A Purely Private Matter (Rosalind Thorne #2) Review
Click here to buy posters
In Association with Amazon.com
Unabridged Digital Audiobook
Runtime: 10 hours 53 minutes
Read by Sarah Nichols

In Jane Austen’s Regency novels, the characters often spend much of the story fretting about what’s right and proper. And in the audio edition of the second Rosalind Thorne novel, A Purely Private Matter, author Darcie Wilde takes that oh-so-proper period drama and blends in a little bit of mystery.

This perfectly polite whodunit follows subtle sleuth for hire Rosalind Thorne on her latest case. Though she lost her standing in society due to her parents’ failings, Rosalind has found her own place as a “useful woman” who can quietly help women with difficult situations. Her current client is Margaretta Seymore, a well-known poetess whose husband has accused her of having an affair with actor Fletcher Cavendish. But the case gets even more complicated when Cavendish is found stabbed to death in his dressing room. And as the lovesick women of London mourn the famed actor, Rosalind gets caught up in the murder case.

A Purely Private Matter seeks to mix the romance and intrigue of a cozy mystery with the societal structures and scandal of Jane Austen’s classics.

As in Austen’s novels, almost everything here seems to revolve around propriety and respectability. The characters are all caught up in a tangled web of family drama, gossip, scandal, and deep, dark secrets. Their greatest concern is with their title and influence—and one family seems so caught up in the title of a dying man that they could just be willing to kill to get it.

Even Rosalind herself isn’t impervious to the issues of title and status. Had it not been for her family and their mistakes, she could have settled into a comfortable marriage with a man of wealth. Instead, she works to help members of the society that has all but turned its back on her—and she’s unable to marry the man that she once loved. And should more of her family’s secrets come out, she could even lose the life that she’s been able to create for herself.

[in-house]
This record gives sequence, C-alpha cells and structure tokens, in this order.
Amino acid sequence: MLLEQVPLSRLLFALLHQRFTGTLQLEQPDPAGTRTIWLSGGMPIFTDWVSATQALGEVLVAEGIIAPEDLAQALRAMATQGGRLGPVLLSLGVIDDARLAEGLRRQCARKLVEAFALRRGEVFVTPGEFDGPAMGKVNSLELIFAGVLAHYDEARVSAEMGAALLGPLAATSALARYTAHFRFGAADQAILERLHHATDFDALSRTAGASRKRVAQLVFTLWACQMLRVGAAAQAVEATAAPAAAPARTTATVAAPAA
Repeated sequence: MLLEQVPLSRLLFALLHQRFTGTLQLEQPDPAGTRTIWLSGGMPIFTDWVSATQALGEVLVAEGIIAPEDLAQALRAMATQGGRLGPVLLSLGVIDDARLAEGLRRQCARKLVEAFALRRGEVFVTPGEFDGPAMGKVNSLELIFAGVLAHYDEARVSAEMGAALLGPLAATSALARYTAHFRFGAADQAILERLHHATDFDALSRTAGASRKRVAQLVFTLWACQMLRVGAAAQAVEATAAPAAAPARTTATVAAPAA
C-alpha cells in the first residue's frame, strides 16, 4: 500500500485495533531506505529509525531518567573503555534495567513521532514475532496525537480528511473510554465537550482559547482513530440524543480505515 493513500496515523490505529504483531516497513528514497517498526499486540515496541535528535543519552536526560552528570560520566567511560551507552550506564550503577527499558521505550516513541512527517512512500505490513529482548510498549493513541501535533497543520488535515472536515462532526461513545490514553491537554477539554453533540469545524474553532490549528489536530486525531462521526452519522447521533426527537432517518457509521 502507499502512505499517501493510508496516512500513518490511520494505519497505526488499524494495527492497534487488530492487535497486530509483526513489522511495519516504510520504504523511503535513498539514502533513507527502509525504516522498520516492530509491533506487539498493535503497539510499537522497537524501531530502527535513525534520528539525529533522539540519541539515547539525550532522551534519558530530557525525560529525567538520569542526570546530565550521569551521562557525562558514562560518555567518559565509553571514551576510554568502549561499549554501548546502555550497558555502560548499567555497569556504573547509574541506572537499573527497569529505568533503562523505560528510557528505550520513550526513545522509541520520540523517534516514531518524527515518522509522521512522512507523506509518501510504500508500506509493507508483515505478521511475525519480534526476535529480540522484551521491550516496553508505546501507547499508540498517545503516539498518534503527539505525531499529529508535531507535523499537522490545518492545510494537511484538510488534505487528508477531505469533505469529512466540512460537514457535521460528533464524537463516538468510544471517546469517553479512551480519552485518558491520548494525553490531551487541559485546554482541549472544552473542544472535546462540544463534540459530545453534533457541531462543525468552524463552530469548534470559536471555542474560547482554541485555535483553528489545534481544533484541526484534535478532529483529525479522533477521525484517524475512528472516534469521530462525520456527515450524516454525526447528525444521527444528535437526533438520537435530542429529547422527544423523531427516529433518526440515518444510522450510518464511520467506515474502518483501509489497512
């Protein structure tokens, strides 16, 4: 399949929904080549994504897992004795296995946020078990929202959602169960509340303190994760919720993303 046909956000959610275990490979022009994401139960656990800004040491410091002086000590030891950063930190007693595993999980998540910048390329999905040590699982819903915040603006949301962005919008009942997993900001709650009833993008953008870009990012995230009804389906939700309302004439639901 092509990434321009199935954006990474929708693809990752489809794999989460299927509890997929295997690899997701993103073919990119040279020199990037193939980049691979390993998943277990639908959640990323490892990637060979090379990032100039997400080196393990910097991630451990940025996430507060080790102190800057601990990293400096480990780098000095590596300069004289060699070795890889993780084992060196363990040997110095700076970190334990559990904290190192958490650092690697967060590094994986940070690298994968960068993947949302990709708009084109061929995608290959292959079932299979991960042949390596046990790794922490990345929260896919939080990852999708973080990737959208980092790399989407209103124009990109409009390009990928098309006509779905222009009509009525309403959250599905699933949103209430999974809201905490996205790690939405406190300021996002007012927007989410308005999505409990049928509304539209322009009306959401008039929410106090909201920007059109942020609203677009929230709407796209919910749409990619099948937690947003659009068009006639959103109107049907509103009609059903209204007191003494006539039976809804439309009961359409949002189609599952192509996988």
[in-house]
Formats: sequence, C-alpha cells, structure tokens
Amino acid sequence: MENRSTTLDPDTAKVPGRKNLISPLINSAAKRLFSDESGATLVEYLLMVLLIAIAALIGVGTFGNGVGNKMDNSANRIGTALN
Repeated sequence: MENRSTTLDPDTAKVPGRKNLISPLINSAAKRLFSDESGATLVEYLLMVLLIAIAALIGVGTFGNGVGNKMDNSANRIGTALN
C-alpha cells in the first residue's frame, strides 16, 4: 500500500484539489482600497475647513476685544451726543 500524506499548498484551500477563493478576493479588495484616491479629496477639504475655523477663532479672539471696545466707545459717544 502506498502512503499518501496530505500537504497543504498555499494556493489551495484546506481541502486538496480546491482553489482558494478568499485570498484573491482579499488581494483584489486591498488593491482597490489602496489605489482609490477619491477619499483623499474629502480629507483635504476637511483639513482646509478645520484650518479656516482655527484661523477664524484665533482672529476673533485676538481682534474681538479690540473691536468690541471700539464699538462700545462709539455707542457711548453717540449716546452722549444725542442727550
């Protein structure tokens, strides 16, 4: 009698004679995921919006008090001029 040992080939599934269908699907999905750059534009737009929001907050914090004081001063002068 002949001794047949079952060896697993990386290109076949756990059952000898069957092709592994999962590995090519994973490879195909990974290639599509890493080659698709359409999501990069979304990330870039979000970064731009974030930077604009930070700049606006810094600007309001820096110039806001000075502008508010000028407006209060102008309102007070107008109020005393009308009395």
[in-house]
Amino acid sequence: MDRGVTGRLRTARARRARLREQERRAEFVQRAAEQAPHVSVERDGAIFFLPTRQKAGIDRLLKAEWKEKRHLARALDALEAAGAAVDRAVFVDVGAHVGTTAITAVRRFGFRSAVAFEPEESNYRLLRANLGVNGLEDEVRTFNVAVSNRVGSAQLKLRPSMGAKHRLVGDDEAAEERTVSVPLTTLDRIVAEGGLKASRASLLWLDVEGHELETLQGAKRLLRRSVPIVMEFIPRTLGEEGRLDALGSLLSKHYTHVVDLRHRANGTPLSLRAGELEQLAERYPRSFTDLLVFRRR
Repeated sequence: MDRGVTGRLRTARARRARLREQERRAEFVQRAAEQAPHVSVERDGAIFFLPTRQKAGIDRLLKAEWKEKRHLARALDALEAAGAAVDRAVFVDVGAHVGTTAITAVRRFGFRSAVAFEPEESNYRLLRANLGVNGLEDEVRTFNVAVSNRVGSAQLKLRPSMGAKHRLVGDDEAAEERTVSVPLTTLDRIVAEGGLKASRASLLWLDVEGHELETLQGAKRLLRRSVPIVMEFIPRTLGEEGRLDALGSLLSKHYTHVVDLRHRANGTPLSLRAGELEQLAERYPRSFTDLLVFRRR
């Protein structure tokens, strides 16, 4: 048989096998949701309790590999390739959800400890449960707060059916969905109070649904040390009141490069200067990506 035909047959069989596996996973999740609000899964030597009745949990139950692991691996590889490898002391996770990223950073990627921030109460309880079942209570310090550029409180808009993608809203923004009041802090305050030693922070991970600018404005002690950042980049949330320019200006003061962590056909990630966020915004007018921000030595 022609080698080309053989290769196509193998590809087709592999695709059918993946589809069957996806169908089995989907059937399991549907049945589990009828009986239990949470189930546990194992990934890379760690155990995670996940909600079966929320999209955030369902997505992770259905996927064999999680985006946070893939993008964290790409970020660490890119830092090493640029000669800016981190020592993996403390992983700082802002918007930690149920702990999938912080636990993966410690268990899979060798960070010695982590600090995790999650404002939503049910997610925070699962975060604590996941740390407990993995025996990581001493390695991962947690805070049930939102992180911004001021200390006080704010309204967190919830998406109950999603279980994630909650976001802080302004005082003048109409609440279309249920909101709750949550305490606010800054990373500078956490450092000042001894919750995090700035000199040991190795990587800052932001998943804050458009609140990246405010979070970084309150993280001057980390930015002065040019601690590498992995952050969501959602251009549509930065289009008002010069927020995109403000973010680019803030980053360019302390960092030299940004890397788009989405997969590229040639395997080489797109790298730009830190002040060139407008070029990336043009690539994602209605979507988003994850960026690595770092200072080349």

Meanwhile, though the twisted tales of scandal among the rich and influential members of society are sometimes intriguing, the story sometimes gets a little too caught up in the family drama—to the point that it can be confusing to those who haven’t studied the time period in depth. And the prim and proper tone—and the matching narration—do sometimes feel a bit too dry.

If you enjoy the drama of Jane Austen’s classics, you’ll at least enjoy the novelty of A Purely Private Matter. But, with its tangled connections and sometimes stuffy tone, it lacks Austen’s wit and charm.

Listen to the review on Shelf Discovery:

Submissions Contributors Advertise About Us Contact Us Disclaimer Privacy Links Awards Request Review Contributor Login
© Copyright 2002 - 2018 NightsAndWeekends.com. All rights reserved.